Huftel’s claim on the quality and cost of Wisconsin road projects checks out as true

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As the old saying goes, there are two seasons in Wisconsin: winter and construction.

Despite all the road work, Joe Huftel, the Democratic candidate for the state’s 75th Assembly District, claimed that Wisconsin’s roads ranked near the bottom nationally.

In a video posted on his campaign’s Facebook account on Sept. 2, Huftel told WisconsinEye’s Steve Walters the following on Aug. 31:

“Wisconsinites take pride in their roads. Unfortunately, look at where we’re at now. We have the third worst roads in the nation. And why is that? It’s because the governor and this Republican legislature have kicked the can down the road. They’ve delayed projects. So it’s actually going to end up costing us more in the long run.”

The Observatory found three distinct claims in Huftel’s remarks. First, the claim that Wisconsin has the third worst roads in the nation. The second, that Gov. Scott Walker and the Republican-controlled legislature have delayed construction projects, particularly those focusing on the quality of Wisconsin’s roads. And third, that the delays will cost the state more money to fix in the long run.     

The U.S. Department of Transportation released a report based on data from 2013 detailing “the percentage of roads in poor/mediocre condition” state-by-state. According to the report, Wisconsin ranked third to last in that category, with 71 percent of its roads falling into that subsection. Only Illinois and Connecticut fared worse.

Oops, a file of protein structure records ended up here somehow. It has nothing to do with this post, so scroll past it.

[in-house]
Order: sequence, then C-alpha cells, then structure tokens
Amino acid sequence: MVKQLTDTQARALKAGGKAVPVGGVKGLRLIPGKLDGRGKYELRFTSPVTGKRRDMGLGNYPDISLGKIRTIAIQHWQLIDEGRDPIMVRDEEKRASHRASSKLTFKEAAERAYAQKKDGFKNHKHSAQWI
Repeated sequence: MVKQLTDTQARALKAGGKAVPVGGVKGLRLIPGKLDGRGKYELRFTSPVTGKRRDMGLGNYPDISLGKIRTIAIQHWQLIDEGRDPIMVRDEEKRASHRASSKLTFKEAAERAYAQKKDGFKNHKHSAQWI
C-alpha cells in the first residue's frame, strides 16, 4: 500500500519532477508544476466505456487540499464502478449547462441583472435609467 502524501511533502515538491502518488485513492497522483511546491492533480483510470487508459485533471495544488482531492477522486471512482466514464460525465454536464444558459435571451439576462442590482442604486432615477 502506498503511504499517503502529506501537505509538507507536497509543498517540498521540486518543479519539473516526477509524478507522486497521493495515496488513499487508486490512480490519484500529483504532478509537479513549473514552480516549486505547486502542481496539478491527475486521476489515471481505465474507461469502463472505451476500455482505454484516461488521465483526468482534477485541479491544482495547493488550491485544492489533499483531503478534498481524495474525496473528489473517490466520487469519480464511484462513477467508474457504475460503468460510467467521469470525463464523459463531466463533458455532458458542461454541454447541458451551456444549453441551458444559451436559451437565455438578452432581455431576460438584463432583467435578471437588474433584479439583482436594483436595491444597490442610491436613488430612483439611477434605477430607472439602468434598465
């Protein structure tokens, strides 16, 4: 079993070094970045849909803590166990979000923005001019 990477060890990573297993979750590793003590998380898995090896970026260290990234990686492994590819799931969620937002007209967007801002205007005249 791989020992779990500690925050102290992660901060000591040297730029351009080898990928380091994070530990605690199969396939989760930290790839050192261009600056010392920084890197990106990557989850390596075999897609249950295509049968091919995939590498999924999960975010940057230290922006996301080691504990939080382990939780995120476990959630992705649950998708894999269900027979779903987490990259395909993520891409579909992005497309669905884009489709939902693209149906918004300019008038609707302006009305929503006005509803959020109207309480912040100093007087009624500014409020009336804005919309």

The U.S. DOT report also estimates the annual cost of vehicle repairs and operations due to “driving on roads in need of fixing”. In Wisconsin, the report concluded Wisconsinites would have to pay an extra $1.147 billion, or $281 per driver, per year. In a conversation with The Observatory, Huftel’s campaign manager Bryant Plank said Huftel’s original statements meant it will cost more for both Wisconsin residents and the state the longer the projects are delayed.

The state also faces a potential $939 million deficit for the 2017-19 budget in order to equal the funding levels passed in the 2015-17 budget, according to a memo from the Legislative Fiscal Bureau. Public disagreements among Republicans over how to deal with the deficit, notably between Assembly Speaker Robin Vos (R-Rochester) and Walker, arose earlier this year.

On June 13, the Milwaukee Journal Sentinel reported that delays and inflation of four major highway projects over the last five years has led to a $700 million overrun. The Zoo Interchange project near Milwaukee, the Journal Sentinel reported on Sept. 23, will experience a two-year delay on construction. Walker’s plan will divert $447.4 million from state highway programs over two years and allocate $65 million for local governments to improve their roads. Walker, in a letter to Wisconsin DOT Secretary Mark Gottlieb dated June 27, said he is opposed to raising gas taxes as a means of funding road maintenance.

Huftel accurately claims that, according to the U.S. DOT, Wisconsin has the third-worst roads in the nation. The report also confirmed Huftel’s statement that it will cost individuals more annually to maintain their vehicles. Huftel is correct in saying the state faces increased costs as a result of delayed projects. Finally, there is significant evidence of debate and gridlock among Republicans and the state delaying projects, which would eventually cost more in the long run. Therefore, The Observatory rates Huftel’s claims as Verified.



Graphic by Chris Bumbaca


U.S. DOT report:
Memo from Legislative Fiscal Bureau:
Letter from Walker to Gottlieb:
Journal-Sentinel article (overrun):
Journal-Sentinel article (money allocation and delay estimate):
Reason Foundation Report:
Wisconsin Public Radio (disagreement between Walker and Vos):
Interview with Huftel campaign manager Bryant Plank 9/28/16

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